"Soft Rock" Shores ('Soft Rock')

This stability class identifies coasts whose backshores are dominated by 'soft' bedrock types, which may be semi-lithified or inherently soft bedrock, strongly weathered bedrock or some other types of regolith. Examples include backshore "bedrock" landforms of clayey or gravelly semi-lithified Cainozoic-age sediment, soft limestone types, intensely fractured and deeply weathered volcanic rocks or lateritic duricrust profiles. “Soft Rock” shores can in many situations erode quite rapidly enough to place infrastructure within metres or tens of metres of the shore at significant risk within the foreseeable future. Moreover, unlike some soft sediment shores (especially sandy shores), 'soft rock' shores exhibit only uni-directional change (landwards erosion), which may vary in rate as coastal conditions change but can not reverse and commence accreting as may happen on sandy shores. Because of its progressive, irreversible and potentially rapid nature, the erosion of 'soft-rock' shores can be of just as much concern as the better-known sandy coast erosion processes.

Hard Rock Shores ('Hard Rock')

This class identifies shores dominated by hard lithified bedrock landforms exposed in the intertidal zone and present with or without soil mantles or aeolian sand veneers in the backshore zone. (Shores immediately backed by hard bedrock, but with only soft sediments actually exposed in the intertidal zone, will be classified under other soft sediment stability themes as 'bedrock-backed' variants.) This fabric- and form-defined stability theme includes - as separate subclasses - both mostly stable gently to moderately sloping hard rocky shores having minimal susceptibility to erosional retreat (or to storm surge flooding) within human time-scales, and also steep to cliffed hard rocky shores which may be undergoing progressive erosional retreat, and may be susceptible to ongoing rock-falls, slumping, and collapses, albeit generally at slower rates than soft-rock cliffs.

Undifferentiated Rock Shores ('Undifferentiated Rock')

This broad class identifies shores dominated by bedrock landforms in the intertidal and backshore zones, where the bedrock type ('soft' or 'hard') is unknown. The purpose of this classification is to allow identification of coasts known to be rocky but where poor geological and geomorphic mapping means the actual rock type is unspecified.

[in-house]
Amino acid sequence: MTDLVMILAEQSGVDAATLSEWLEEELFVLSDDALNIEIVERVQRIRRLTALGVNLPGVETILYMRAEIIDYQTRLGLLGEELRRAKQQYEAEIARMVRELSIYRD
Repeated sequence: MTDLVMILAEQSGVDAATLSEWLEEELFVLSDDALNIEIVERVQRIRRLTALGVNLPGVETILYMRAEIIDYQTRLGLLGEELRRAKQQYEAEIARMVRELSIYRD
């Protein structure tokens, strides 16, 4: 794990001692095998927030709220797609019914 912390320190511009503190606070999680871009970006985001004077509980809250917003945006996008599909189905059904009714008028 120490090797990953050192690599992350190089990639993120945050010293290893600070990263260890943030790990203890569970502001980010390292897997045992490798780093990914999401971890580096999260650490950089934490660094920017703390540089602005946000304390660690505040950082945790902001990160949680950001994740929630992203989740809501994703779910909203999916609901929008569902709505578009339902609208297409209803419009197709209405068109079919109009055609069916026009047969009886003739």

Coral Coasts ('Coral')

This class identifies coasts characterised by hard actively growing biogenic carbonate structures (coralgal reefs) and derived sediments. Living subtidal and intertidal coral communities and their structures are uniquely sensitive to a range of impacts that may not impact so notably on other (non-living) carbonate rock and sediment coastal landforms, including relict (dead) coral reef structures and associated sediments. Thus, coral coasts may be subject to instabilities resulting from changes in ocean temperatures and pH causing coral death & physical breakdown, in addition to the wave climate factors which drive instability in other coastal types.

Other intertidal and backshore landforms of coralline origin – but not directly associated with actively growing coralline structures in the intertidal or subtidal zones - are generally classified under other stability themes. Thus, coral rubble and coral-derived sand beaches are simply classified as "Coral rubble coarse soft sediment shores"and "Sandy Beaches", whilst intact uplifted coral reef structures which now form the backshore may be classified as "bedrock terrain" backshores where the bedrock type is "reefal coralline limestone".

No Stability Classification ('Unclassified')

This category identifies shores not classified into any stability classes. The most common cause of a shore not being assigned a stability classification is that key attribute fields are unclassified due to unavailability of the required data

What information can be accessed via the Smartline map window on this website

The Smartline maps provide four ways to access data encoded in the Smartline map, as listed below. Practical information on using each of these data search methods is provided in the Smartline Help/Instruction files linked to the search windows.

Note that there are some practical limits on how information can be searched for, but these limitations are normal for web-based map servers. Users needing to use the data in different ways or to undertake different analyses will need to obtain copies of the Smartline shapefiles themselves to work with using GIS software. (need instructions on how to apply for supply of shapefiles?)

1. Information Tool

This tool is available in any Smartline Maps search window ('Simple', 'Stability' or 'Advanced'), and is described in the Smartline Help / Instructions link in each Smartline Maps Window. By clicking on the Smartline coastal line map at any point, the primary geomorphic attributes for the line segment at that point on the coast can be read in a pop-up window, including the Data Source Reference ID numbers ('ref') and source data scale ('scale') for each attribute. Source information can be retrieved using the Reference ID number in conjunction with the Smartline Data Sources List available for download under the Associated Reports and Data.